And although such kinds of malware could be easily removed with good antivirus software, not everyone starts it when seeing a ransom note. Which brings us to the next question…

Should you pay?

There are no black and white answers here. We’ve heard of companies paying the ransom only to be able to resume their normal operations as well as those deciding to fight back, whether that involves engaging security experts from restoring all the data prior to the ransomware attack. Also, there are those who end up negotiating the ransom with the attacker, trying to get a lower price.

Still, the general rule is NOT to pay the ransom, but again – sometimes that is not an option. Especially in the healthcare setting, attackers know how time is important as the lack of access to proper data could literally cost lives. And so, quite a few healthcare organizations have ended up paying ransom instead of seeing the lives of their patients being endangered.

The other question you may want to ask is…

How to remove ransomware?

As noted above, not all ransomware attacks involve encryption. If it’s not being used, a regular antivirus could do the trick. Other things to consider include:

1. Isolate the infected device to stop the spread of malware across the network. This could include switching it off from the network, removing all connected drives and disabling any other connections to the outside world.

2. Contacting the IT department could help as it will not only be able to isolate the device more easily but also more thoroughly check what’s going on — and whether there are other infected devices on the network.

3. Use anti-malware software such as antivirus to try to remove the malware. As we’ve said before, in many cases this has helped solve the situation. In other cases, when pro-hackers are involved, there is little that could be done as “good” ransomware is able to delete itself after encrypting the data.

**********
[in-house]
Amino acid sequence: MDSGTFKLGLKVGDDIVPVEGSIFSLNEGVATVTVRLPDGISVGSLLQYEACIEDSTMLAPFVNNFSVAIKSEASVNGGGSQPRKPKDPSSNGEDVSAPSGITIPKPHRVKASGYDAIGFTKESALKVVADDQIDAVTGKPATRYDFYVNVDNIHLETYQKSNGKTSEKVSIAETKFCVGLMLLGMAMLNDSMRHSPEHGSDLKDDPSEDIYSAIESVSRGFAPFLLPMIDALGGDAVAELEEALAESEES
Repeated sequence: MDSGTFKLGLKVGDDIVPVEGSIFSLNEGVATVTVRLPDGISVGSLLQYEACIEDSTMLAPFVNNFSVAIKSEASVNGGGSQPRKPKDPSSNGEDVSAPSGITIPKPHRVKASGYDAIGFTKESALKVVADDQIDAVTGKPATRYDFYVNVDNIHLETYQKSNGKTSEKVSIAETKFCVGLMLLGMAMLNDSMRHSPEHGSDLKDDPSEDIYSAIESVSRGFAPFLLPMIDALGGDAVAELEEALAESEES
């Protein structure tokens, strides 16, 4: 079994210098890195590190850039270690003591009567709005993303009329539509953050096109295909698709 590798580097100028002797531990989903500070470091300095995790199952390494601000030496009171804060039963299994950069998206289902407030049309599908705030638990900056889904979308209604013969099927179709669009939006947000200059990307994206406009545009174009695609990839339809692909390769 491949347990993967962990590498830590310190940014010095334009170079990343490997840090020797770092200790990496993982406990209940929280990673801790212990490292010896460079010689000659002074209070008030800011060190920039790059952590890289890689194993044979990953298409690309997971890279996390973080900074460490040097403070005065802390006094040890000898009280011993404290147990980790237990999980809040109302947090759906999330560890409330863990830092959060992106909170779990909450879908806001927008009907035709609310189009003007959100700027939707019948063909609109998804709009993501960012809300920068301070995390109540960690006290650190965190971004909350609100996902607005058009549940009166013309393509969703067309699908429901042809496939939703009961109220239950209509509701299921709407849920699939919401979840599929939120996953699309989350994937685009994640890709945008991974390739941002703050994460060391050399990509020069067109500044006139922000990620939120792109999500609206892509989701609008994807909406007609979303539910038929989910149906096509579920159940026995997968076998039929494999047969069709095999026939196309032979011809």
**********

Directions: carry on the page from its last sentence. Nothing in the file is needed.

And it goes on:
4. Recover the files – this is why it is important to have a backup ready for deployment. You can wipe the affected disks clean and restore them to the point where everything worked as planned.

A good resource to check is No More Ransom – it could help you identify the type of attack and find decryption tools, if they are known.

How to prevent ransomware attacks?

As you would imagine, when it comes to ransomware – it’s all about prevention. In that sense, there are a few things everyone should be doing:

  • Make regular backups so if, God forbid, something goes awry (not only ransomware) – you can easily get back to your feet by restoring the data.
  • Keep all your devices and all your apps up to date. The newer software versions not only bring new features, but also fix some of the known bugs that could be exploited by savvy hackers. Aside from your computer, phone and tablet – make sure your router is also running the latest firmware.
  • Do not open email attachments from people you don’t know. Heck even if you know the person sending you the email, think twice. If it’s not an image or a PDF, you don’t want to open it. Cause the person on the other end of the line may not have sent you that email in the first place – it could’ve been the malware that is trying to reproduce to as many devices as possible.
  • The same goes for links – do not click on suspicious links. Do not trust “too good to be true” messages.
  • Educate yourself and your peers. This is the best defense as it will help all of you better detect ransomware before it can strike and cause damage to everyone.

By abiding by these rules, you will hopefully be able to stay safe from any ransomware attacks. It can be a scary world out there so watch out.